FIGS. 2-4 show that the tube 2 must be inserted into the tubular plate 1 to substantially protrude above said plate. Thus, as soon as the cutting operation in the sheet 3 is performed, the portion 3b of said sheet which covers the lateral wall of the tube contracts and forms a flange 6 as shown in FIG. 5.

Under effect of a residual inner stress, the flange 6 is tightened with force against the tube and also on the top of the tube plate 1 and also against the bottom of said tube plate as shown, on one hand by arrows f1 and, on the other hand by arrows f2.

It is advantageous that the lower end of the tube passages 1a be slightly rounded as shown in 11 (FIG. 1). This rounding facilitates sliding of the sheet 3 during insertion of each tube 2 and prevents the material of said sheet to support an exaggerated extension.

In the above described realization, which is represented in FIGS. 1-5, the tube plate 1 is shown as thick and can, for example, be made of molded material, especially of synthetic resin, glass or metal.

This invention can be embodied in a similar way when the end plate 1 is made of metal which has been cut stamped as this is frequently the case for end plates of heat exchangers. In that case, to delimit the tube passages 1a continuous collars 7 are formed, in a well known way, which is represented in FIG. 6 which shows that there is obtained automatically the rounded shape 11 against which slides the sheet 3 during insertion of each tube 1.

If desired, the cutting-away tools described in reference to FIGS. 3 and 4 can be avoided. In that case, the end of the tubes are shaped to define an edge 8 followed by a ramp 9 enabling the sheet 3 to slide along the walls of the tube to form the flange 6 (FIG. 7). When the wall of the tube is very thin whereby it would be then difficult to form the ramp 9, it is possible, as shown in FIG. 8 to reduce the diameter of the tube at its end as shown in 10, thus the ramp 9 is then automatically delimited.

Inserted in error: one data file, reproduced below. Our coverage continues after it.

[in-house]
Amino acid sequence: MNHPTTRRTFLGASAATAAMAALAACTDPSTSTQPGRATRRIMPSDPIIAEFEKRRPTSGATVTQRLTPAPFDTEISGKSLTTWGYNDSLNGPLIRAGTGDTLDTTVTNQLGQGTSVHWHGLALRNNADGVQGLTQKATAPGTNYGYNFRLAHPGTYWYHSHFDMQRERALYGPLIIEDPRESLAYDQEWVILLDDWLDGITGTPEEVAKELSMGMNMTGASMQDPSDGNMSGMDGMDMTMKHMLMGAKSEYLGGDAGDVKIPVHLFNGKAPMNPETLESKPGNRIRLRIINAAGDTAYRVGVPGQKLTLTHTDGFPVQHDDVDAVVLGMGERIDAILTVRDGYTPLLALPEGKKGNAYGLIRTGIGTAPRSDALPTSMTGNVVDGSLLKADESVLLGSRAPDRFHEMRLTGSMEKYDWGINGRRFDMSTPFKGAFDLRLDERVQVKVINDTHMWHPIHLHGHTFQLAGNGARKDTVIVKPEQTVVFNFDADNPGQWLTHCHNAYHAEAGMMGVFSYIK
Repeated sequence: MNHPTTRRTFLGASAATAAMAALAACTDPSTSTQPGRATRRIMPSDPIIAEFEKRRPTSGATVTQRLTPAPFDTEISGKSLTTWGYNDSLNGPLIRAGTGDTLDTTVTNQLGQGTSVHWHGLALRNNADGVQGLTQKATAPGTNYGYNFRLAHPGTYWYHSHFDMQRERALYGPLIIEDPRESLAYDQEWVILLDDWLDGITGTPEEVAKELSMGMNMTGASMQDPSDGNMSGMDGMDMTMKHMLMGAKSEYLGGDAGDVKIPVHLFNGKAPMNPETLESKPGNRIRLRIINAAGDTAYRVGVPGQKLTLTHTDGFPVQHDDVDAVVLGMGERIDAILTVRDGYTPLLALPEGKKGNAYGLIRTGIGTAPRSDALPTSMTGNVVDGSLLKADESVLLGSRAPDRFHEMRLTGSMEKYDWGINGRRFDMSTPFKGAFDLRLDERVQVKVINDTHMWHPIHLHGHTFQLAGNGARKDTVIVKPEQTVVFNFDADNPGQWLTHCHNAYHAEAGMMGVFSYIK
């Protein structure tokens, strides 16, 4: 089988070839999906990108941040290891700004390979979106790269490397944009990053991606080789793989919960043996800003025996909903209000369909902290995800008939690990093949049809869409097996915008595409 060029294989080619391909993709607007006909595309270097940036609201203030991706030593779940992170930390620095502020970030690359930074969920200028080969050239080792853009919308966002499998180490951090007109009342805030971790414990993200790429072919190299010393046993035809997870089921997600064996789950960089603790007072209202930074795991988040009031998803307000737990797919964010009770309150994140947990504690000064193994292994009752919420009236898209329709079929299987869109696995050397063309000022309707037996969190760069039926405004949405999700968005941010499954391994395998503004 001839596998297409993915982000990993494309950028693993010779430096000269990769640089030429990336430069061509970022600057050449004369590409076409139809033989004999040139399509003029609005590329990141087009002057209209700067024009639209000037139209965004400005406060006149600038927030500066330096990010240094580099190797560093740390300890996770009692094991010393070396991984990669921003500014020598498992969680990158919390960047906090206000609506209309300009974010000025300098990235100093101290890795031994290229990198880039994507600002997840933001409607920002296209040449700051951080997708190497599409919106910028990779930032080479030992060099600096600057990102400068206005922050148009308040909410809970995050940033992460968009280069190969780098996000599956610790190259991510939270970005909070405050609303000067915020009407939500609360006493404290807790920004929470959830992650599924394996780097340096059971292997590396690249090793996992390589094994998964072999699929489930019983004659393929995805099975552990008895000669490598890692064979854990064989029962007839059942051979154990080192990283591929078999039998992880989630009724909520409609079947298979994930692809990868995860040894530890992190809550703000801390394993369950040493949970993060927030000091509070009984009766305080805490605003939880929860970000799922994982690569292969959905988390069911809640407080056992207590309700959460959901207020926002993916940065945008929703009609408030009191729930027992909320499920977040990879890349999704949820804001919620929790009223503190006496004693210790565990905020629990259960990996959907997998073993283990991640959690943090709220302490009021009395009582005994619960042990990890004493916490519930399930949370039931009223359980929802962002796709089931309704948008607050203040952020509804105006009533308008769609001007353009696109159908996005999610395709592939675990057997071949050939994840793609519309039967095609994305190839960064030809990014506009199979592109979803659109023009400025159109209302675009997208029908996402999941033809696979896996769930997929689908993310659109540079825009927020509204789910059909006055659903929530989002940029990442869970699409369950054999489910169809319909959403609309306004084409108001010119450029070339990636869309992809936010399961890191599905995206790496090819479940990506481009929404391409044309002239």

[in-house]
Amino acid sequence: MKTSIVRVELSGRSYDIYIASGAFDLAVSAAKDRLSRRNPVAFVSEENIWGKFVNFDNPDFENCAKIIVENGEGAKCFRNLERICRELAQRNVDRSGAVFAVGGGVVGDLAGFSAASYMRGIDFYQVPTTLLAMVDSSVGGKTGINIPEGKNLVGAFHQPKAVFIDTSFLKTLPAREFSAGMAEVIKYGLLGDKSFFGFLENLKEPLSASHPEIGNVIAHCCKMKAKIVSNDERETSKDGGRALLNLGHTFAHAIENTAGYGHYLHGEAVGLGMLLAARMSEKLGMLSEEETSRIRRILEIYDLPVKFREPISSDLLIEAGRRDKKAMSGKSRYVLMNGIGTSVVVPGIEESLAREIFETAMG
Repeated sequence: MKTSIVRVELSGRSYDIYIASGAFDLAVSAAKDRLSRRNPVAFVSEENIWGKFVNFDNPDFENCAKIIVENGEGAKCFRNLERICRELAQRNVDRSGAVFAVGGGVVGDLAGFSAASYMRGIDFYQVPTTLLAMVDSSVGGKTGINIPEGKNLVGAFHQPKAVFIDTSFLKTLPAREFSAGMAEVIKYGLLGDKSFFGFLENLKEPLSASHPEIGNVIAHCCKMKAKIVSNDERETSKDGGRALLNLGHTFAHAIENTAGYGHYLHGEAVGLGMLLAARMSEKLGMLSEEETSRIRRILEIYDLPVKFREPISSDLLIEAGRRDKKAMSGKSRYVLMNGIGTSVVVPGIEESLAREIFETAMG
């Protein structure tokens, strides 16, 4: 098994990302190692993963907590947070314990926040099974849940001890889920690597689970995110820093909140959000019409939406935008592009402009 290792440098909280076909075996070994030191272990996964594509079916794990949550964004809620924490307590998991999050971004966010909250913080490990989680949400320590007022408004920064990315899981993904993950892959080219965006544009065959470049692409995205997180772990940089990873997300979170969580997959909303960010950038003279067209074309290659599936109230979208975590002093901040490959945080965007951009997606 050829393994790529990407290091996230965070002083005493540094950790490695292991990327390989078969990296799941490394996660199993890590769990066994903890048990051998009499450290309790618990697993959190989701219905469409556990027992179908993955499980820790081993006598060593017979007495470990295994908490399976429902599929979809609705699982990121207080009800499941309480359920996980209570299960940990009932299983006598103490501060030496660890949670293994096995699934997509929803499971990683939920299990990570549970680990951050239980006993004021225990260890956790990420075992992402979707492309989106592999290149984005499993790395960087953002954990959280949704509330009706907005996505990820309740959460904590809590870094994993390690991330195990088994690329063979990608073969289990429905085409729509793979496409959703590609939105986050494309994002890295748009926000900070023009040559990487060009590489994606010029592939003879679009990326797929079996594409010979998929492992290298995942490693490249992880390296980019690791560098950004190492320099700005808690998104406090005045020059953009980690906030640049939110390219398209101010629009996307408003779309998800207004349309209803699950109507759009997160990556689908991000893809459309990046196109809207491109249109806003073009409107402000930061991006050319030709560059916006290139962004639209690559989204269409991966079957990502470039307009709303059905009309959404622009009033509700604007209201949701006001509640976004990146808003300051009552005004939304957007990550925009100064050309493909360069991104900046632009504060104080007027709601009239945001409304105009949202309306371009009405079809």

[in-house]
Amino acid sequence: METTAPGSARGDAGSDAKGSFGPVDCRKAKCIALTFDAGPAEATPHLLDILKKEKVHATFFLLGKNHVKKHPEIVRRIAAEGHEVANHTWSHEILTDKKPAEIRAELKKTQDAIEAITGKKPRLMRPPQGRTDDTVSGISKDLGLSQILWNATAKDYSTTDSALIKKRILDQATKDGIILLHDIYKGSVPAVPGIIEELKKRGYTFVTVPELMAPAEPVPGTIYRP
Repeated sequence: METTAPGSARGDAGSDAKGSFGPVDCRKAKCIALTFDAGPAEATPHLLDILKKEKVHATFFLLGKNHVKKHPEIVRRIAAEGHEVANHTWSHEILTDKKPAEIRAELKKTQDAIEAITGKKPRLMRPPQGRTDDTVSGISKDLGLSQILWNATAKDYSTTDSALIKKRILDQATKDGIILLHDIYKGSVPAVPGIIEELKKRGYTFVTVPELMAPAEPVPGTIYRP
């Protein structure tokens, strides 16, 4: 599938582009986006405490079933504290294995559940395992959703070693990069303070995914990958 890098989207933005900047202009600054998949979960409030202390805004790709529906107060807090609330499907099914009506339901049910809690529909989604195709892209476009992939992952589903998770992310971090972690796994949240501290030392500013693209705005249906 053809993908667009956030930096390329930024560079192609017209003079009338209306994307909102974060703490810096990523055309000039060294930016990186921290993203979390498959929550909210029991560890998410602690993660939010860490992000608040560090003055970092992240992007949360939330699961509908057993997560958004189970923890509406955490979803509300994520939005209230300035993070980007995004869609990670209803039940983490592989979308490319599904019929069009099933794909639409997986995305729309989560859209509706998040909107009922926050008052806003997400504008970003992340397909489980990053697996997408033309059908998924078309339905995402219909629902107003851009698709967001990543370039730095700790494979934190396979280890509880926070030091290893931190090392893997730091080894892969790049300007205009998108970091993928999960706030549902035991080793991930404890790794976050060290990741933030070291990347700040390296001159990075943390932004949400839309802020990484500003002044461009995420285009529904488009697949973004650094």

When the tubes are of an oblong section, close to a rectangle, the pressure exerted by the flange 6 could distort the larger sides of this tube and, in that case, as shown in FIGS. 9 and 10, it is advantageous to place in the tubes a straightening element or stiffener 11 which is advantageously shaped as a corrugated fin, which causes the larger sides 2a, 2b of the tube to be perfectly cross-braced.

The position of the straightening element is preferably selected for its top to be at a distance E from the end of the tube as shown in FIG. 9, this distance E being smaller or equal to the distance Eo (FIG. 5), i.e. to the distance of which the tube protrudes above the flange 6. The height H (FIG. 9) of the straightening element 11 must, on the other hand, be equal or higher than the measure Ho (FIG. 5), i.e. the height of the segment of tube against which is more or less applied the joint formed by the sheet 3.

To prevent any sliding of the portion of sheet 3 which forms a sleeve 14 between the tube plate 1 and the tube wall, it is advantageous, in some cases, to slightly roughen the outer surface of the tube at least on the length H. It is also possible, as shown in FIG. 11 to fix onto the tube 2 a counter-plate 12 which, in the case of a heat exchanger, has the aspect of a false end-plate which can be soldered, brazed or glued to the tubes 2, without the requirement of any tightness between said plate and the tubes. Preferably, the plate 12 forms an upwards flange 13 tending to pinch the portion 31 of the sheet 3 which is applied against the rounded portion 11. There is thus prevented any back sliding of the sleeve 14 that said sheet 31 delimits around each tube.

FIG. 12 shows another development of the description made above in reference to FIG. 11 and shows the application to a heat exchanger which comprises the counter-plate 12 held at its ends on a shoulder 15 formed by a lateral plate 16. In said realization, the counter-plate 12 is not necessarily soldered, brazed or glued to the tubes 2.

The invention is not restricted to the embodiments shown and described in detail, for various modifications thereof can moreover be applied thereto without departing from the scope of the invention, as shown in the appended claims. Especially, the reinforcement 11 can be constituted by a corrugated fin extending on whole height of the tubes 2.

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US4317483 *Sep 13, 1978Mar 2, 1982Jean-Hughes DenisHeat exchanger
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U.S. Classification165/173, 285/189, 29/451, 165/76, 165/82, 165/DIG.494, 29/432, 165/69
International ClassificationF28D1/053, F28F9/14, F16L41/00
Cooperative ClassificationY10T29/49833, F28F9/14, F16L41/001, Y10T29/49872, F28D1/0535, Y10S165/494
European ClassificationF28F9/14, F16L41/00C, F28D1/053E